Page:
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Costs tied to Shopify Inc.’s product fulfilment strategy and new employee compensation scheme are holding back profits, the e-commerce company says, as it struggles to regain momentum after a year-long slump.

Shopify SHOP-T shares sank by more than 15 per cent on Thursday, after the Ottawa-based company’s softer-than-expected outlook for the new fiscal year, closing at $60.39 on the Toronto Stock Exchange.

Shopify’s cost-cutting measures over the past few months have failed to provide an expected boost to the company’s financial performance, it acknowledges. The company’s weak revenue outlook, meanwhile, highlights the competition it’s facing from juggernaut Inc. AMZN-Q, which Shopify said it’s talking with about a possible partnership.

“Investors are disappointed by Shopify,” said Gil Luria, managing director and senior software analyst for U.S. investment bank D.A. Davidson. “Because Shopify was bootstrapped and not tied to venture capital money, from its very beginning, they had to always maintain profitability. But when we saw that the company’s growth reversed and slowed down in 2022, that profitability went away, so they reacted with fairly large cost cuts. And yet, the company is now telling us those cuts actually had significant offsets.”

Last year, Shopify shares plummeted by nearly 70 per cent from its early pandemic highs in 2021, after some consumers began to cut back on discretionary spending and turned away from online shopping habits. This led to many challenges, as Shopify navigated a downturn that continues to affect the technology sector.

To address these concerns, Shopify slashed more than a 10th of its global work force and trimmed its operations to become leaner overall. Additionally, the company changed its compensation packages for employees to counteract internal dissatisfaction, which came because Shopify workers saw the total value of their salaries suppressed by the fallen stock.

The company launched a new compensation scheme in September, providing employees personal choice in how they are paid. Instead of restricted stock units in addition to base salaries at an allocation set by management, Shopify workers received a single total compensation amount and were able to determine how much is cash versus stock.

But now, Shopify believes that scheme, coupled with its major efforts to build a fulfilment and delivery network, is piling on top of the company’s operating expenses. And those expenses have grown progressively over the past few quarters, Shopify executives said this week.

Presenting his first financial report as Shopify’s new chief financial officer, Jeff Hoffmeister said expenses from Shopify’s US$2.1-billion acquisition of San Francisco startup Deliverr Inc. and its new compensation system “will continue to cause an impact” for the company. He cited those expenses as reasons for Shopify’s adjusted operating income dropping to US$61-million in the fourth quarter of 2022 from US$130.2-million a year earlier.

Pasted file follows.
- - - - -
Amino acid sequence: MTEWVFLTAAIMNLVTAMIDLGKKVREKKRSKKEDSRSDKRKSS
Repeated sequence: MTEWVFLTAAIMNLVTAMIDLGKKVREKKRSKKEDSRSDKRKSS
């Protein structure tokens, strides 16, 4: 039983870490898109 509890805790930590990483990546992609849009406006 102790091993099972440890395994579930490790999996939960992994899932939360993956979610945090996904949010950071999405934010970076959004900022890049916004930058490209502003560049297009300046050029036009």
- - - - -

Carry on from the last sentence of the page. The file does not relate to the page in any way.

“Given the timing of when we initiated these changes, the year-over-year comparability [for profits] will be impacted during the first three quarters of 2023,” Mr. Hoffmeister told analysts in a conference call late Wednesday, adding that Shopify is working on “initiatives already in process in order to help us manage operating expenses,” such as leveraging technology to automate internal processes where possible.

When Shopify bought Deliverr in May last year, the company’s largest acquisition to date, it was part of an ambitious strategic shift to rival Amazon. “It’s not a bad thesis because Amazon has taught the world correctly that fulfilment and delivery operations are important to e-commerce,” said Rick Watson, chief executive of RMW Commerce Consulting LLC in New York.

“Where Shopify may have got it wrong is that I don’t think they needed to buy a logistics company to make fulfilment happen. Perhaps they could’ve just partnered with different players, like they normally do.”

Mr. Luria at D.A. Davidson believes investors may have good reason to be antsy about the progress from Shopify’s fulfilment network. “It’s a tough hill to climb when you’re competing against Amazon, the most robust distribution network in the Western Hemisphere,” he said.

But National Bank of Canada managing director Richard Tse said Shopify didn’t have much choice: “Fulfilment is one of the most in-demand services for merchants. Given that, it’s a requirement, not a bet.”

When asked about Shopify’s relationship with Amazon, Shopify president Harley Finkelstein suggested the two companies have been in talks to potentially co-operate on parts of their businesses instead of competing with one another.

“We like it; we’re in talks with Amazon now to make that work,” Mr. Finkelstein said about Buy With Prime, a new feature that allows Amazon customers with Prime memberships to purchase directly from retailers that have a partnership with Amazon.

“There’s no update on that at this time, we’re still talking. … Anything that’s going to make our merchants’ lives better, and make sure their business is future-proof to new technology that comes out, we want to make available to them.”

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